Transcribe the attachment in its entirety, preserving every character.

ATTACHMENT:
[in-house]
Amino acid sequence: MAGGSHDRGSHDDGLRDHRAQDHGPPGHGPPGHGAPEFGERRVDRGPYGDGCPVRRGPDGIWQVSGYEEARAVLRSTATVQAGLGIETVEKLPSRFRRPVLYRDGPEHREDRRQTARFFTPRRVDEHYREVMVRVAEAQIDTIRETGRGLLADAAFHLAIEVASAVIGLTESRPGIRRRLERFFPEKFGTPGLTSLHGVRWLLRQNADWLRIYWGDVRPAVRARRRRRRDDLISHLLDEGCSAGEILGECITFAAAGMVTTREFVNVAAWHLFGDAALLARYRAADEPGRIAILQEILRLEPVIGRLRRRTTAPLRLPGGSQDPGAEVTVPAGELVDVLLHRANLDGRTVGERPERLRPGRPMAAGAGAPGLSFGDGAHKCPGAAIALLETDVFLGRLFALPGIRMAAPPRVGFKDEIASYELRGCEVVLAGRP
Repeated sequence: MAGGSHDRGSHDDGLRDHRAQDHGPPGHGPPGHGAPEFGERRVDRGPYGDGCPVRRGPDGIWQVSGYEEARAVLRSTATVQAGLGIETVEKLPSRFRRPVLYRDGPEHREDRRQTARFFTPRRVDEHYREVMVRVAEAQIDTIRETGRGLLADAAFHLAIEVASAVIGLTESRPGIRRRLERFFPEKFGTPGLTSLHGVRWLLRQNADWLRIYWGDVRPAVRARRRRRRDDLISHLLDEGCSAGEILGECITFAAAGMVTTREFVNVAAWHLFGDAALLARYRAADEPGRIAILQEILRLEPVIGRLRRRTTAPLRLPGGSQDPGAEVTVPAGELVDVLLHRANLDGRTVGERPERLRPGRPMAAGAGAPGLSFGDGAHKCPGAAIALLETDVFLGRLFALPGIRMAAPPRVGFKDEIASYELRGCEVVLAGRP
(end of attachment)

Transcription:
[in-house]
Amino acid sequence: MAGGSHDRGSHDDGLRDHRAQDHGPPGHGPPGHGAPEFGERRVDRGPYGDGCPVRRGPDGIWQVSGYEEARAVLRSTATVQAGLGIETVEKLPSRFRRPVLYRDGPEHREDRRQTARFFTPRRVDEHYREVMVRVAEAQIDTIRETGRGLLADAAFHLAIEVASAVIGLTESRPGIRRRLERFFPEKFGTPGLTSLHGVRWLLRQNADWLRIYWGDVRPAVRARRRRRRDDLISHLLDEGCSAGEILGECITFAAAGMVTTREFVNVAAWHLFGDAALLARYRAADEPGRIAILQEILRLEPVIGRLRRRTTAPLRLPGGSQDPGAEVTVPAGELVDVLLHRANLDGRTVGERPERLRPGRPMAAGAGAPGLSFGDGAHKCPGAAIALLETDVFLGRLFALPGIRMAAPPRVGFKDEIASYELRGCEVVLAGRP
Repeated sequence: MAGGSHDRGSHDDGLRDHRAQDHGPPGHGPPGHGAPEFGERRVDRGPYGDGCPVRRGPDGIWQVSGYEEARAVLRSTATVQAGLGIETVEKLPSRFRRPVLYRDGPEHREDRRQTARFFTPRRVDEHYREVMVRVAEAQIDTIRETGRGLLADAAFHLAIEVASAVIGLTESRPGIRRRLERFFPEKFGTPGLTSLHGVRWLLRQNADWLRIYWGDVRPAVRARRRRRRDDLISHLLDEGCSAGEILGECITFAAAGMVTTREFVNVAAWHLFGDAALLARYRAADEPGRIAILQEILRLEPVIGRLRRRTTAPLRLPGGSQDPGAEVTVPAGELVDVLLHRANLDGRTVGERPERLRPGRPMAAGAGAPGLSFGDGAHKCPGAAIALLETDVFLGRLFALPGIRMAAPPRVGFKDEIASYELRGCEVVLAGRP